I've also always wanted to be married and planning if not starting a family before I was 30 if life worked out that way, but that was a harder one to pinpoint. After all, saving up for a house is mostly dependent on me; meeting someone compatible who feels the same about me and wants the same things out of life isn't as easy to pursue. I did my best, dating all over the place, even when I knew I wasn't seeing someone long-term. That was a learning process in and of itself, as I've said many times on here (it's a bit like doing a year of an undeclared major in university -- get a feel for what's out there, figure out what interests me, and make efforts to pursue that).

However, I can't and won't specifically set lines in the sand for when personal life goals must be achieved, especially when they involve someone else as significantly as marriage/babies do. We're talking about going down south again this spring (originally the date mentioned was April; now apparently it could be as late as May), and so I have a fitness goal I've finally began working on and I have a deadline of sorts in place. Am I going to stop my efforts when we return? Hopefully not. Am I hoping I will look good in a bikini for once in my life by then? Certainly. Will I beat myself up if I don't? No. I'll be disappointed, certainly, but I can't turn it into a make-or-break issue, otherwise I'll simply see it as too daunting and I won't work on it (see: research paper). That's partly why I haven't talked about it and I'm only slightly talking about it now; if I go around telling everyone that's what I'm going to do, it's additional pressure that I just don't want. I'd rather simply surprise everyone. :)

So yes, I have my personal goals that I'd like to work towards, but when you're dating someone who's both stubborn and seemingly doesn't like to plan beyond maybe a week (or on rare occasions, a few months) in advance, it can be challenging. When we first moved in together, it was me who raised the issue and it was sort of not really out of the blue. My lease was coming up, his landlord brought another person into the house without consulting him, and we were practically living together already -- but we basically talked about it once or twice and then got started on looking for a place (which I found, go me). We had both hoped to have purchased a home by then, but neither of us wanted to buy a house without having lived together first, obviously.

I tried to raise the issue of post-lease arrangements once or twice, but when there was still 8 months to go, it was still somewhat early and I recognized as much. In August, when we were in Vegas (with about 2 and a half months left to go on the lease), I raised the issue again -- and that gave it a bit more momentum. But again, there wasn't a great deal of in depth conversation on it, and while on the one hand I don't have any problems with how we went about everything to date, on the other hand I sometimes have a concern that we might have been perceived as impulsive, or uninformed or something. There was definitely a lot of advice given pre-house-purchase, but no one (aside from the Arrogant Bastard in his own way) came out and said, "Don't do this."

We have had brief conversations about marriage and babies, but it's only in bits and pieces that I learn what it is he wants for that kind of future (career-wise, I already know; he's way ahead of me on that count). I have no clue when or even if my friends talked about how many kids, what kind of school/religion they would have, where they see themselves personally X number of years down the line, etc., with their spouses. I've been told that marriage counselling is great for getting these issues out in the open and discussed, but I can't help but feel as though these should come about before engagement happens.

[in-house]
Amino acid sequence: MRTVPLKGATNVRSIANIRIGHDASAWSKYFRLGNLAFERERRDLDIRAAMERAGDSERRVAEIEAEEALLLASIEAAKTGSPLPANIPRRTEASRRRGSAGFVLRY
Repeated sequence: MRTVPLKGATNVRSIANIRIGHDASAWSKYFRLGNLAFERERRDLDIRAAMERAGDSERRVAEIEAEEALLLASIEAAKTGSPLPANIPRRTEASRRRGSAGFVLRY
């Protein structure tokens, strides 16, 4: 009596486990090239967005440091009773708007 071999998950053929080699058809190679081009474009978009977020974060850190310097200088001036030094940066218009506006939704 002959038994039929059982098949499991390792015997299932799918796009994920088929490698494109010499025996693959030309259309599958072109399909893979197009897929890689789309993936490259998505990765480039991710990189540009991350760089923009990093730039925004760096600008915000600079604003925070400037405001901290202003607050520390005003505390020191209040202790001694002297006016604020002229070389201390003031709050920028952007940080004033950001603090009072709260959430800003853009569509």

I chatted briefly back in the summer with my French friend Ben (otherwise known to some of you as the Marshmallow), who talked about buying pets with his fiancée after the kids are grown and out of the house. At this time, they have no children, either together or apart, and it kinda startled me to hear about someone talk so long-range about their life -- but at the same time, I felt like maybe this is how you should think if/when you're planning a future with someone. Maybe you're supposed to look beyond the now and into what about 10, 20, 30 years from now.

However, you can also get hit by a bus tomorrow and not have this future, so maybe you shouldn't try to plan too far ahead.

So I do know a few things, here and there, but I often have to bargain to get them out of him. It's one of my few semi-ongoing frustrations about our relationship, the inability at times to have an actual serious conversation. He claims I'm just as bad, but I feel I initiate more of the serious conversations, and that when I do, I'm able to stay serious through them longer. Maybe I'm biased about it, and I know that it's as much a security measure for both of us as anything (hell, I joked at both of my grandfathers' funerals, because I'm just that awesome), but that doesn't mean it can't be annoying.

That said, there has been at least one conversation in recent memory that was serious all the way through -- I think I alluded to it on here. I'm not sure that the issues raised at that time were resolved (for all I can tell, we've regressed right back to where we were then), but I found it encouraging that a few hours later when the DB returned home, he said that he had thought about what I had said and agreed with me on a number of points, and brought up ways to address them. As I told him then and as I'm repeating now, I hadn't wanted and I wasn't trying to engage in any finger-pointing -- I know that many of his bad habits are just as equally mine -- but it was nice to hear that my concerns were recognized and shared, and to have constructive ways presented to try to address them.

In other news, I finally found a treat that even Venus likes -- so yesterday ended on a pretty positive note.